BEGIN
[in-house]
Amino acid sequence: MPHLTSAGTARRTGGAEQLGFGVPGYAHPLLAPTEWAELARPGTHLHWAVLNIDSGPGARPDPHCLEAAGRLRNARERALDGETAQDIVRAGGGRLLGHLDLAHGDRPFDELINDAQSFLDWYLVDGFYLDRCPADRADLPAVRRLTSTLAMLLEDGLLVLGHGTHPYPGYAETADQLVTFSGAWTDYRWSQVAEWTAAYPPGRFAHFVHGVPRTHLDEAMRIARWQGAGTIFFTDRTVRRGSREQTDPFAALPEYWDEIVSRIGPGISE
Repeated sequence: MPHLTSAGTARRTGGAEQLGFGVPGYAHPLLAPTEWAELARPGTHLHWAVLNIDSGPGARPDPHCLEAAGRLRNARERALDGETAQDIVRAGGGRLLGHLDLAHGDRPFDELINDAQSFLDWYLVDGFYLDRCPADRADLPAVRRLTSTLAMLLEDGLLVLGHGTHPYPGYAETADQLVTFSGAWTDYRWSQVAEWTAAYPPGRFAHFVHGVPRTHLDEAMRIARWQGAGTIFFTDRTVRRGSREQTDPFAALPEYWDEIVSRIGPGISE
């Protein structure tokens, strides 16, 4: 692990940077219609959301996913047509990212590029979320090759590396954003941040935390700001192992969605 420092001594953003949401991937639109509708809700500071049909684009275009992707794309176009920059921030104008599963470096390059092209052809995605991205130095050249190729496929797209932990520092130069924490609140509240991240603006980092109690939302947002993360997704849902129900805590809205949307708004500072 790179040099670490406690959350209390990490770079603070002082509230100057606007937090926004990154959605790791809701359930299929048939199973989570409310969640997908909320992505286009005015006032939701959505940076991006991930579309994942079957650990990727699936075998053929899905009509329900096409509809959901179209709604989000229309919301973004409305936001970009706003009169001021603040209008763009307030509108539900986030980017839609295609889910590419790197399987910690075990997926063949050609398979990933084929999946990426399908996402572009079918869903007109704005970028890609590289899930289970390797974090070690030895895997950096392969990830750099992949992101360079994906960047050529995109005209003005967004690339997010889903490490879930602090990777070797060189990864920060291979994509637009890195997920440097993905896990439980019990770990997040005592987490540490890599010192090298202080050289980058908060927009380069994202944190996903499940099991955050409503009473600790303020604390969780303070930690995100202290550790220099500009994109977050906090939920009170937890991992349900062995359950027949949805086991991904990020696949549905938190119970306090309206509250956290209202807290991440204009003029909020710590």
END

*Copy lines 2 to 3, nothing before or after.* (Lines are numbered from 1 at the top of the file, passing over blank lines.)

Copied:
Amino acid sequence: MPHLTSAGTARRTGGAEQLGFGVPGYAHPLLAPTEWAELARPGTHLHWAVLNIDSGPGARPDPHCLEAAGRLRNARERALDGETAQDIVRAGGGRLLGHLDLAHGDRPFDELINDAQSFLDWYLVDGFYLDRCPADRADLPAVRRLTSTLAMLLEDGLLVLGHGTHPYPGYAETADQLVTFSGAWTDYRWSQVAEWTAAYPPGRFAHFVHGVPRTHLDEAMRIARWQGAGTIFFTDRTVRRGSREQTDPFAALPEYWDEIVSRIGPGISE
Repeated sequence: MPHLTSAGTARRTGGAEQLGFGVPGYAHPLLAPTEWAELARPGTHLHWAVLNIDSGPGARPDPHCLEAAGRLRNARERALDGETAQDIVRAGGGRLLGHLDLAHGDRPFDELINDAQSFLDWYLVDGFYLDRCPADRADLPAVRRLTSTLAMLLEDGLLVLGHGTHPYPGYAETADQLVTFSGAWTDYRWSQVAEWTAAYPPGRFAHFVHGVPRTHLDEAMRIARWQGAGTIFFTDRTVRRGSREQTDPFAALPEYWDEIVSRIGPGISE